God’s Mercy Comes in Unexpected Ways
One of my favorite stories from the Old Testament is the story of Samson. He was one of my favorite characters from my own times of learning about him through Vacation Bible School and Sunday mornings. The lesson I remember from then was to never trust a woman. (Or something like that, my memory is hazy when it comes to elementary school.) But later in high school, reading through the entire Bible, I remember being fascinated by the whole story of Samson, particularly the parts that tend to be left out of the VBS versions. I distinctly remember wondering why he was so arrogant. He was strong, but didn’t he recognize that his strength was from God? Did he really think it was inherent to himself? But then I reflect on all of the things in my life that I take for granted, and I can see that anyone of us make the same mistake Samson makes all the time. When I was the junior high pastor years later, I preached through the story of Samson, and this time, I saw the mercy of God reach out from the scriptures and poke my eyes. It was that clear to me.
 When Delilah saw that he had told her all his heart, she sent and called the lords of the Philistines, saying, “Come up again, for he has told me all his heart.” Then the lords of the Philistines came up to her and brought the money in their hands.  She made him sleep on her knees. And she called a man and had him shave off the seven locks of his head. Then she began to torment him, and his strength left him.  And she said, “The Philistines are upon you, Samson!” And he awoke from his sleep and said, “I will go out as at other times and shake myself free.” But he did not know that the LORD had left him.  And the Philistines seized him and gouged out his eyes and brought him down to Gaza and bound him with bronze shackles. And he ground at the mill in the prison.  But the hair of his head began to grow again after it had been shaved.
I always thought that this was the lowest point of Samson’s story. But it’s not. Not when you read his story in context. You see, Samson wasn’t a great judge. He was insanely strong, but he wasn’t faithful to his Nazirite vow. He didn’t honor or obey his parents. He was selfish and petulant. Chapter 15 paints a pretty awful picture of Samson; so does 16. He does what he wants when he wants. He’s a utilitarian; he just happens to be an Israelite empowered by the Holy Spirit with superhuman strength. So his victories are personal achievements, not necessarily to save Israel from the Philistines. But God has a plan for Samson. And in God’s great mercy, Samson is blinded.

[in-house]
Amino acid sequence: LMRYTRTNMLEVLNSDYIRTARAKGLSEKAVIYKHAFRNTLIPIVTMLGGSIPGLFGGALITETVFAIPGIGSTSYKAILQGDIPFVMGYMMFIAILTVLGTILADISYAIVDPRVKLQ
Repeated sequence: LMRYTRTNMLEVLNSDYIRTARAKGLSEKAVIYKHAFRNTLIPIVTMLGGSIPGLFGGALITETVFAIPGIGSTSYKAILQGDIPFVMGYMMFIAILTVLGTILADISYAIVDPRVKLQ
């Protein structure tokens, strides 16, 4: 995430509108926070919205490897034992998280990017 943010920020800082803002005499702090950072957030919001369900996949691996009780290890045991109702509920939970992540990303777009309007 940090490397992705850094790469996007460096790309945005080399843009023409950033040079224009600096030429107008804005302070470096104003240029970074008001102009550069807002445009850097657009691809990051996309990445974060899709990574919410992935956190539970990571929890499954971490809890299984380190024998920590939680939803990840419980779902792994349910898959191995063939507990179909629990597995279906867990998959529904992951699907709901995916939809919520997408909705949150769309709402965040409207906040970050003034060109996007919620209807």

Throughout Samson’s story, he does what is right in his own eyes. He sees what he likes and then gets it for himself. Whether it be forbidden women or forbidden food, he’s a man driven by the lust of his eyes. So when his eyes are gouged out by the Philistines that capture him in his weakened state, it’s a painful part of the story, but it’s also the turning point. By being physically blind, Samson was finally free to have clear, spiritual eyes. He was humbled. He didn’t take his strength for granted, he understood that it was clearly a gift from God. He has renewed purpose and begins to understand the will of God for his life. And in the clearest foreshadowing of Jesus Christ in the book of Judges, he stretches his arms out and gives his life for the freedom of his people.
God’s mercy shows itself in the case of Samson through an extremely painful, shameful moment. This points to what God prioritizes in our life. Sometimes suffering is a mercy of God. It’s the red lights flashing, the bells ringing and the black and white bar coming down to stop us from being run over by a train. God will take friends away from us through dramatic means. He will remove us from circumstances that we love, but are ultimately harmful to us. He will cause us to be injured to rest and refocus on him. God’s mercy is sometimes found through loneliness, pain, and suffering. When we come to the end of ourselves, we look up and see Jesus, clearer than ever, more glorious and beautiful than we could have imagined.